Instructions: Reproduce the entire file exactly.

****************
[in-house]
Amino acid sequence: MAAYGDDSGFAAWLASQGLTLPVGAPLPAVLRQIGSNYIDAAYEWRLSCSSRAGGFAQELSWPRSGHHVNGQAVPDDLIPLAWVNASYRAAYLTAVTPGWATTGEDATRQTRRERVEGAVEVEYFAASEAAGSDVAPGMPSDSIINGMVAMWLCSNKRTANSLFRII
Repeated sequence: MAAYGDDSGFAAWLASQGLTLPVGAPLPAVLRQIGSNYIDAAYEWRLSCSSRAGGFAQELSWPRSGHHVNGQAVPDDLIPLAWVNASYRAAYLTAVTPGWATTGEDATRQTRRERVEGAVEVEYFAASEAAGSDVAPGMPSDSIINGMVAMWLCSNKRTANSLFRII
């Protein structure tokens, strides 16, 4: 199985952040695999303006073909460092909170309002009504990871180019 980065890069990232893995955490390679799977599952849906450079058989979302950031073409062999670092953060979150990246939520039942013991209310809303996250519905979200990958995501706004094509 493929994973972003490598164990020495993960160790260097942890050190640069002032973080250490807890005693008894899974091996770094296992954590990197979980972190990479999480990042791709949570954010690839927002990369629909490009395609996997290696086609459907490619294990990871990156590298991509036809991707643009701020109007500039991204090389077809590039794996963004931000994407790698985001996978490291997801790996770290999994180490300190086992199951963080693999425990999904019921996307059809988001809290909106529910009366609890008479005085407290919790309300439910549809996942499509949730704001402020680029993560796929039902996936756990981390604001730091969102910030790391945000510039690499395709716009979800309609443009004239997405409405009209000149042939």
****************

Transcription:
[in-house]
Amino acid sequence: MAAYGDDSGFAAWLASQGLTLPVGAPLPAVLRQIGSNYIDAAYEWRLSCSSRAGGFAQELSWPRSGHHVNGQAVPDDLIPLAWVNASYRAAYLTAVTPGWATTGEDATRQTRRERVEGAVEVEYFAASEAAGSDVAPGMPSDSIINGMVAMWLCSNKRTANSLFRII
Repeated sequence: MAAYGDDSGFAAWLASQGLTLPVGAPLPAVLRQIGSNYIDAAYEWRLSCSSRAGGFAQELSWPRSGHHVNGQAVPDDLIPLAWVNASYRAAYLTAVTPGWATTGEDATRQTRRERVEGAVEVEYFAASEAAGSDVAPGMPSDSIINGMVAMWLCSNKRTANSLFRII
């Protein structure tokens, strides 16, 4: 199985952040695999303006073909460092909170309002009504990871180019 980065890069990232893995955490390679799977599952849906450079058989979302950031073409062999670092953060979150990246939520039942013991209310809303996250519905979200990958995501706004094509 493929994973972003490598164990020495993960160790260097942890050190640069002032973080250490807890005693008894899974091996770094296992954590990197979980972190990479999480990042791709949570954010690839927002990369629909490009395609996997290696086609459907490619294990990871990156590298991509036809991707643009701020109007500039991204090389077809590039794996963004931000994407790698985001996978490291997801790996770290999994180490300190086992199951963080693999425990999904019921996307059809988001809290909106529910009366609890008479005085407290919790309300439910549809996942499509949730704001402020680029993560796929039902996936756990981390604001730091969102910030790391945000510039690499395709716009979800309609443009004239997405409405009209000149042939």